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Crisis of Confidence in the EU
The European Union (EU) constitution was dealt a double blow, first by a French "no" vote on 29-May and then by a follow on "no" from the Netherlands on 01-Jun. To add insult to injury, one low level Italian diplomat quickly called for a referendum in Italy to decide if a return to the lira was warranted. Additionally, Prime Minister Tony Blair, who took over leadership of the EU on 01-Jul, indefinitely postponed the British referendum on the EU constitution.
This news along with plenty of speculation about the repercussions dominated the international headlines for much of the month of June. Not surprisingly, all the hubbub about the EU had a direct impact on the FX market. The euro fell to a new seven month low following the French referendum, reaching a low of 1.2371 and the "single currency" has been under pressure ever since. Probes below the 1.2000 level were seen ahead of 30-Jun, suggesting additional near term downside potential toward 1.1756 and beyond.
Since the inception of the euro in 1999 central banks, especially those in Asia and the Middle East were seen diversifying out of dollars into the euro. They were not only looking to scale back their substantial dollar holdings in the face of a declining market, but they also sought the higher returns available in the eurozone. However, returns on eurozone deposits slipped below those in the United States in December and the FED's string of rate hikes bodes well for those differentials to further widen. Combine the better returns in the US and a generally more favorable dollar outlook with the specter of continued political turmoil within the EU and it seems there is little incentive to hold euros at this point.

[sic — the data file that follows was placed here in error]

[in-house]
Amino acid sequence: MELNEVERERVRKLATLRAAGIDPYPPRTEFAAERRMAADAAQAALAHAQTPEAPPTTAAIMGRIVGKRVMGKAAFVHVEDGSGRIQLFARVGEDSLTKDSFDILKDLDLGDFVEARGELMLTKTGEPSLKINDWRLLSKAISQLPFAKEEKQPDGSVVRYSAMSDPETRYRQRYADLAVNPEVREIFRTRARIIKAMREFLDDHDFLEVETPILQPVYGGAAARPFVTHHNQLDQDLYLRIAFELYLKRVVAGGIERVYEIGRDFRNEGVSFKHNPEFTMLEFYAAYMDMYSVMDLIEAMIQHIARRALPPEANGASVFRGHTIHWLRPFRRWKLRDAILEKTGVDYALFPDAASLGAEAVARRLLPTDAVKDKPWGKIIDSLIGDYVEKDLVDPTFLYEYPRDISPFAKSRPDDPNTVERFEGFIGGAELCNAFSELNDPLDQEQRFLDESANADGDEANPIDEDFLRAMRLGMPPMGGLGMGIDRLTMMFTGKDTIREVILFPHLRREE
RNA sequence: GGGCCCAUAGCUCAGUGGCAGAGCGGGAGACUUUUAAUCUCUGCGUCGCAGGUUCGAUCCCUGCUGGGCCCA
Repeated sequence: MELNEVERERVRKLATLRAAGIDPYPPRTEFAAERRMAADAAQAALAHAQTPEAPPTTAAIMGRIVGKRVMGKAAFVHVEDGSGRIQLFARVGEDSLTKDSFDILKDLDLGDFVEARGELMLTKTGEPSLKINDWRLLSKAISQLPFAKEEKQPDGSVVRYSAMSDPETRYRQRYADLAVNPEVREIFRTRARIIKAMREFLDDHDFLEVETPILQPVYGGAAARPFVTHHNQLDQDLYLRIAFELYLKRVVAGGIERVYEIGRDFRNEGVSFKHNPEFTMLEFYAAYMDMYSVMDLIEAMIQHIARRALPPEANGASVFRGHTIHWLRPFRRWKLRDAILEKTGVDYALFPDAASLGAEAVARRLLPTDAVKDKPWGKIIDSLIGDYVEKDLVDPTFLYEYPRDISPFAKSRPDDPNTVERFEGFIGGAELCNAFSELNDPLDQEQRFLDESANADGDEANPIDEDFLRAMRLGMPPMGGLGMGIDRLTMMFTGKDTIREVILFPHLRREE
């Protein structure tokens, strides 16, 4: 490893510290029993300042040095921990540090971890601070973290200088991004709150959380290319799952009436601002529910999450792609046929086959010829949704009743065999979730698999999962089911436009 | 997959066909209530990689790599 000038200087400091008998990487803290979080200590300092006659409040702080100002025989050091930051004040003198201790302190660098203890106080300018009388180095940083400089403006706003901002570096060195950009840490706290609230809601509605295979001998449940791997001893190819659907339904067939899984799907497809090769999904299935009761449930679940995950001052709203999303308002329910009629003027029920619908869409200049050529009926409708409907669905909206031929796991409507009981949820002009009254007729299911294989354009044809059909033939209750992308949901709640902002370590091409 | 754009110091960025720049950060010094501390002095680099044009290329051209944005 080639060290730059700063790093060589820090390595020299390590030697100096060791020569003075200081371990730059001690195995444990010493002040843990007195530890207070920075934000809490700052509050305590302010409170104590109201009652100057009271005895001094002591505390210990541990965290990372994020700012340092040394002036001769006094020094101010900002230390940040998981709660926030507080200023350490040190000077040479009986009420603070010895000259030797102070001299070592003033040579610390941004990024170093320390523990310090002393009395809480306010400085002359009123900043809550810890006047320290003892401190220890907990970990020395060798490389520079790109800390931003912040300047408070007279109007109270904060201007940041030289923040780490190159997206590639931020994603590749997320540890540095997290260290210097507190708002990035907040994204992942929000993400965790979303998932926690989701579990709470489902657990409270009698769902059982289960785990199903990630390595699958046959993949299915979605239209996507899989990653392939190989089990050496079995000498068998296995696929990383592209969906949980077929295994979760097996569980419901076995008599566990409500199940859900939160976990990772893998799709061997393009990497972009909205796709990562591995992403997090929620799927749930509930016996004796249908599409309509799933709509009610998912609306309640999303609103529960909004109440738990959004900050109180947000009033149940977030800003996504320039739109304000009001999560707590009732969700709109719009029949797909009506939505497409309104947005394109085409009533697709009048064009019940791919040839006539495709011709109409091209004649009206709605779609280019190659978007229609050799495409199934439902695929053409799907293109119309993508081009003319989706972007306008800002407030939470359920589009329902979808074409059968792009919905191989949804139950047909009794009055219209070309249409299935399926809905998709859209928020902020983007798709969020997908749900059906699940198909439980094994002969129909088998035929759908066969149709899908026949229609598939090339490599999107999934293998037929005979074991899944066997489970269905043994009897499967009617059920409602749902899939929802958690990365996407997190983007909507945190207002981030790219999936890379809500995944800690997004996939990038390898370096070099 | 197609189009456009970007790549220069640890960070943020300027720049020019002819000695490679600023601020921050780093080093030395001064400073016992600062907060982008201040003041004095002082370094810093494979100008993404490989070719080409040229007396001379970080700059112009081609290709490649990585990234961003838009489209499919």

Truth be told, the EU was facing some rather significant hurdles long before the double "noes" derailed confidence. Many of these hurdles are associated with expansion. Discontent on the part of established club members with the admission of central European countries in May-04 and general hostilities about the proposed admittance of Turkey played significant roles in the recent referendums. In addition, diverging economic performance, productivity growth, inflation and fiscal performance among member nations are all fodder for further turmoil.
Worthy of particular note is the broad based economic malaise in Italy. Italian consumer product manufacturers are losing their battle with Asia and consequently the trade balance is moving into the red. Unemployment is up, as is the budget deficit. Being part of the euro, and therefore having a relatively high exchange rate, essentially thwarts any effort to compete with Asia on price. Without its own currency, Italy is unable to devalue out of its non-competitive position. Hence, the aforementioned comments by Italian Minister Maroni. Countries such as Portugal and Greece are also in rather dismal economic health. The budget deficit of the former has already reached 7% of GDP.
Many have noted that the EU constitution may be dead, but it's not buried yet. I'm not so sure that I would agree as approval of all 25 member counties is needed for ratification. The initial thought was that any dissent was likely to come from newer or smaller EU countries and that a little economic arm twisting by the likes of France and the Netherlands might encourage them to reconsider. Unquestionably the long standing skepticism of the Brits was going to be an issue. However, rejection of the constitution by two of the founding members of the EU certainly throws a wrench in the works.
I don't believe that we need to worry about the European Monetary Union (EMU) breaking up any time soon. In other words, the euro will continue to be actively traded on the global spot market. A Reuters poll early in June suggested there is only a 5% chance of an EMU collapse within the next 15 years. However, around the same time the German weekly magazine Stern reported that the failure of the EMU was discussed at a meeting attended by German Finance Minister Hans Eichel and Bundesbank President Axel Weber. Having said that, I don't think there is any question that there is a greater risk premium attached to the euro than there was a month ago.
In the months ahead, look for continued political wrangling within the EU. Further bad news is likely to be forthcoming, which should help keep the euro under pressure, creating trading opportunities not only against the dollar, but in the cross rates as well.
Peter Grant is VP of Operations for CFS Capital Management (http://www.cfscap.com), an alternative investment firm in Lakewood, Colorado. This article is an excerpt from our monthly newsletter 'The Alternative' which can be read online at http://www.cfscap.com/news.htm. Emails may be sent to email@example.com
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